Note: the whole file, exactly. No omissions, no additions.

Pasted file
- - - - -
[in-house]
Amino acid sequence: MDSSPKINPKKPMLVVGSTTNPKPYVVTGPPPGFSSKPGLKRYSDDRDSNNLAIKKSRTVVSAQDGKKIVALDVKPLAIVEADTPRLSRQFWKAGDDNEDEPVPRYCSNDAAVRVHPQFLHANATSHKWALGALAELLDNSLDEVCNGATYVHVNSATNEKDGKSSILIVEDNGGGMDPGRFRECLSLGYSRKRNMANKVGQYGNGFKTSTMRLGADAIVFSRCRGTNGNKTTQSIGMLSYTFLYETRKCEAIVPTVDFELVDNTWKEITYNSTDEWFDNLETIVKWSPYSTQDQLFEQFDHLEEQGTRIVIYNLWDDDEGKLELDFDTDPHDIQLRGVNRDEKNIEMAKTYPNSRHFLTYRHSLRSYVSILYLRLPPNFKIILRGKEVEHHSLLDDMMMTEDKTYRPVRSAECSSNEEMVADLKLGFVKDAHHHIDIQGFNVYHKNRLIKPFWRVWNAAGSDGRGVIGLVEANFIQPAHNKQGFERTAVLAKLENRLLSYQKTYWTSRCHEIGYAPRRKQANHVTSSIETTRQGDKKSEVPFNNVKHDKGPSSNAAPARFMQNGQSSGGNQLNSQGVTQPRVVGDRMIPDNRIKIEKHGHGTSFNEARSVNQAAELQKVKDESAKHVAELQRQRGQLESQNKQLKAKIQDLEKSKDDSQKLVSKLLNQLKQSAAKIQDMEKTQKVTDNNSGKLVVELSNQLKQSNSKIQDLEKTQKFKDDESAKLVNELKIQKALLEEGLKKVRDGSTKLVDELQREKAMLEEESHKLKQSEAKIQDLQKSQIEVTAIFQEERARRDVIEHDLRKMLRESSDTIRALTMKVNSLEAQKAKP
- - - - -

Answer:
[in-house]
Amino acid sequence: MDSSPKINPKKPMLVVGSTTNPKPYVVTGPPPGFSSKPGLKRYSDDRDSNNLAIKKSRTVVSAQDGKKIVALDVKPLAIVEADTPRLSRQFWKAGDDNEDEPVPRYCSNDAAVRVHPQFLHANATSHKWALGALAELLDNSLDEVCNGATYVHVNSATNEKDGKSSILIVEDNGGGMDPGRFRECLSLGYSRKRNMANKVGQYGNGFKTSTMRLGADAIVFSRCRGTNGNKTTQSIGMLSYTFLYETRKCEAIVPTVDFELVDNTWKEITYNSTDEWFDNLETIVKWSPYSTQDQLFEQFDHLEEQGTRIVIYNLWDDDEGKLELDFDTDPHDIQLRGVNRDEKNIEMAKTYPNSRHFLTYRHSLRSYVSILYLRLPPNFKIILRGKEVEHHSLLDDMMMTEDKTYRPVRSAECSSNEEMVADLKLGFVKDAHHHIDIQGFNVYHKNRLIKPFWRVWNAAGSDGRGVIGLVEANFIQPAHNKQGFERTAVLAKLENRLLSYQKTYWTSRCHEIGYAPRRKQANHVTSSIETTRQGDKKSEVPFNNVKHDKGPSSNAAPARFMQNGQSSGGNQLNSQGVTQPRVVGDRMIPDNRIKIEKHGHGTSFNEARSVNQAAELQKVKDESAKHVAELQRQRGQLESQNKQLKAKIQDLEKSKDDSQKLVSKLLNQLKQSAAKIQDMEKTQKVTDNNSGKLVVELSNQLKQSNSKIQDLEKTQKFKDDESAKLVNELKIQKALLEEGLKKVRDGSTKLVDELQREKAMLEEESHKLKQSEAKIQDLQKSQIEVTAIFQEERARRDVIEHDLRKMLRESSDTIRALTMKVNSLEAQKAKP